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Analysis: The risks, rewards and misconceptions around credit insurance

The role of credit insurance in trade and supply chain finance transactions has been thrust into the limelight in recent months. In several separate cases, creditors seeking to recoup lost funds after insolvencies, fraud allegations or other unforeseen issues, are encountering resistance when submitting claims to insurers.  

In the insurance market, meanwhile, questions are being raised over whether the product is being used not as a risk mitigant, but as a risk substitute. GTR speaks to Baldev Bhinder, managing partner of Singapore-based law firm Blackstone & Gold, about how all parties involved in a transaction can ensure they are protected if problems arise. 

GTR: Disputes over the validity of insurance cover are proving a major part of the fallout from Greensill’s collapse. What are the lessons to be learned from that case?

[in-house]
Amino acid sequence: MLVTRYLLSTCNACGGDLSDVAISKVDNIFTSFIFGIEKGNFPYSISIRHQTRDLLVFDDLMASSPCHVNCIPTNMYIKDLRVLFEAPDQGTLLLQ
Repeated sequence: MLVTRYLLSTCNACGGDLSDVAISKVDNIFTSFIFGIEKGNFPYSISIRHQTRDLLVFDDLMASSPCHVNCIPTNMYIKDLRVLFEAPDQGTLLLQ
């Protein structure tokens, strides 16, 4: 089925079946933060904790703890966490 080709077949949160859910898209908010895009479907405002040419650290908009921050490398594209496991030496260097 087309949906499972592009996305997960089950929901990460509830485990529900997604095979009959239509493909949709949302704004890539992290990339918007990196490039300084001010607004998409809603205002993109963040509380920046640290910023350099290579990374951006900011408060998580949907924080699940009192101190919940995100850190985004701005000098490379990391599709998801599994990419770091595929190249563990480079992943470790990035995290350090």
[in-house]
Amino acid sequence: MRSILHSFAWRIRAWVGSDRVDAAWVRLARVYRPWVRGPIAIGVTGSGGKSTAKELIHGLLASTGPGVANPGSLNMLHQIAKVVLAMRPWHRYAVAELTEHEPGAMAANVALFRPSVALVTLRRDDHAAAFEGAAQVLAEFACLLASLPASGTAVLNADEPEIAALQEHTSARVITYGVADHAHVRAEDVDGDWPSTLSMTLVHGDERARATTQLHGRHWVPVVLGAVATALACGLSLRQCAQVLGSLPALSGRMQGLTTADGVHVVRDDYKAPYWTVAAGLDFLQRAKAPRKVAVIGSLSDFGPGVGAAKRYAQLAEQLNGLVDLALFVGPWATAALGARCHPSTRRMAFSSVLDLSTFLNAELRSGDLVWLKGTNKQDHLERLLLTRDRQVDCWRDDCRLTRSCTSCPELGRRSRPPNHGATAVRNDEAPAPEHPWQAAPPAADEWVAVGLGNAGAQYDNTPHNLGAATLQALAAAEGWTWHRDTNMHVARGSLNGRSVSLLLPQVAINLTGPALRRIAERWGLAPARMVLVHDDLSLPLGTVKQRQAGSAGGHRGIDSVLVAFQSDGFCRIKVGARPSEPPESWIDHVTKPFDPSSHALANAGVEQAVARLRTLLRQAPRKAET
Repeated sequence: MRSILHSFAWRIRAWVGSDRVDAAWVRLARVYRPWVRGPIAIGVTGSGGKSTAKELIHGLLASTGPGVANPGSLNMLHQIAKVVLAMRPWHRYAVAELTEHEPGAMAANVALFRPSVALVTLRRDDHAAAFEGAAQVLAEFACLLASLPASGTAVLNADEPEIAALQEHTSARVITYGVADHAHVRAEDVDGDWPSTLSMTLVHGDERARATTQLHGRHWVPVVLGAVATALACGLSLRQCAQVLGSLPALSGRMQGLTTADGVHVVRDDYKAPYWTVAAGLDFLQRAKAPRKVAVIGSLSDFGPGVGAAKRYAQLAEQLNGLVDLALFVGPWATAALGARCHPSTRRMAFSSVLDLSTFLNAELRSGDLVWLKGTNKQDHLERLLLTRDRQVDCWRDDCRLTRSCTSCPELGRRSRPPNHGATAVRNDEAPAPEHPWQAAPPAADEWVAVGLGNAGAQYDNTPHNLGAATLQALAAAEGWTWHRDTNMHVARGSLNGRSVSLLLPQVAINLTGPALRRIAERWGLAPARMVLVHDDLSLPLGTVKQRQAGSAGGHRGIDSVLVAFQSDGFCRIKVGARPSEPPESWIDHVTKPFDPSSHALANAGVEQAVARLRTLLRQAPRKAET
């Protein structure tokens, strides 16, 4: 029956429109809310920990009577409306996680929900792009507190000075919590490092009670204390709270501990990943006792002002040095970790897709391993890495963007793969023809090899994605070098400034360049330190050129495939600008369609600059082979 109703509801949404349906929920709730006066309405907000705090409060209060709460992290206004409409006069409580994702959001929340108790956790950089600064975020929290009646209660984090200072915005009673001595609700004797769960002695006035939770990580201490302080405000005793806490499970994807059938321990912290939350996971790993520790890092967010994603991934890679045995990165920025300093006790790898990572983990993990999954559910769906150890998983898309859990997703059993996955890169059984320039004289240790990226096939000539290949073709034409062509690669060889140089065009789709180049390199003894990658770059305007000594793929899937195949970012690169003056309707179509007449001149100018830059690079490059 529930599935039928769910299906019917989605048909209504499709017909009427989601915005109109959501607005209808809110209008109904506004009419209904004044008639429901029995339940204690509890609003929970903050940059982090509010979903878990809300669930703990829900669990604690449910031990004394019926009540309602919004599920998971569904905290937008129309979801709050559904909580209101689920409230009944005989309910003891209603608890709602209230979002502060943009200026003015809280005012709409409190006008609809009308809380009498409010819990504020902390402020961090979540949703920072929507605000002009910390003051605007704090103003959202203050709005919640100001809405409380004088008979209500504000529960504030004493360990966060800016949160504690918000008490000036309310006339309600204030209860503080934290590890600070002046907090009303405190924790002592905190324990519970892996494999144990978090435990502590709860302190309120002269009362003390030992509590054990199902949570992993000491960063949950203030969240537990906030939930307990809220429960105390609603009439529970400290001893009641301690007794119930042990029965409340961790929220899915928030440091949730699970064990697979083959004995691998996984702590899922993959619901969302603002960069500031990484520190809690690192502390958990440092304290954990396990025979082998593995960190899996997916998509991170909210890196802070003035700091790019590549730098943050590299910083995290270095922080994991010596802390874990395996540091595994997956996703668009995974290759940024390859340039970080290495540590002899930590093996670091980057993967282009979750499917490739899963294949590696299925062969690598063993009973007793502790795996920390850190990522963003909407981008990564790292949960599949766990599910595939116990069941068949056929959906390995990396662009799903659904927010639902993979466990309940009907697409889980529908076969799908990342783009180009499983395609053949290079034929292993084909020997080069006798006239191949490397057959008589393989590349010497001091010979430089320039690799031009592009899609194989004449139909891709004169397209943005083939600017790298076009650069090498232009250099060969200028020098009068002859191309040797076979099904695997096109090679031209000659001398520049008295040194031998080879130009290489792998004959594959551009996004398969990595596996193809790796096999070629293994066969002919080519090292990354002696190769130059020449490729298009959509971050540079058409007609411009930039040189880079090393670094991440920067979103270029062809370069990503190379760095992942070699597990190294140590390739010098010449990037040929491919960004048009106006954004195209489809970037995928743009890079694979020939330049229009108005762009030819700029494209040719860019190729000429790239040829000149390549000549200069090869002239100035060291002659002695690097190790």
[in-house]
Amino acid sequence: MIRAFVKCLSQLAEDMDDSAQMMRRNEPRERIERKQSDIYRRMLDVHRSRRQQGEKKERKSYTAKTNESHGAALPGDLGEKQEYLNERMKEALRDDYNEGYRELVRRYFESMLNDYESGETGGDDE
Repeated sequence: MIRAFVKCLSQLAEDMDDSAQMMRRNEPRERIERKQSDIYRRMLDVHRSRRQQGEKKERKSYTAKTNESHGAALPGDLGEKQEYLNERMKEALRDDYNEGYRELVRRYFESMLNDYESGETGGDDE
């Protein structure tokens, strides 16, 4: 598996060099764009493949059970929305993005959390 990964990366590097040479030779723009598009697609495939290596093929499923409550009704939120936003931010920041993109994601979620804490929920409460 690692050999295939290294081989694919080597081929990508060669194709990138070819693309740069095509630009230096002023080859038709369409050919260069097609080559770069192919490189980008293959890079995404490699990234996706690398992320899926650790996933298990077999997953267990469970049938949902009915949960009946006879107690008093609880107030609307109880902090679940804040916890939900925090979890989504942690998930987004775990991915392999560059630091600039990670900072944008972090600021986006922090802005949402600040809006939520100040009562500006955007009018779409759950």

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Bhinder: Greensill remains an outlier, but there are common themes from other cases we have worked on that highlight the need for transparency between invoice and investor. In particular, no matter how many layers of financing or securitising there are, there needs to be visibility of how that underlying asset – the invoice – is generated and monitored.  

Supply chain finance remains a traditional and secure business because it involves highly rated obligors. If anything, the focus should turn on the credit management processes of the insured, or where a fintech is used as a gatekeeper of the invoices, on the competence of the gatekeeper in adhering to the portfolio requirements.  

This is nowhere more pronounced than when it comes to claims. The issuer of the invoice, the lender and the investor are different entities, but it is the insured under the policy that has to demonstrate compliance with the policy and knowledge of the underlying transaction. This would invariably require visibility over the transaction.  

Also, the receivables portfolio needs to be stress tested. What happens if insurance cover is not renewed or withdrawn? Why can’t the transactions stand without insurance? How can the invoice be authenticated? 

GTR: What can be done to minimise the risk of an insurer withdrawing or cancelling cover?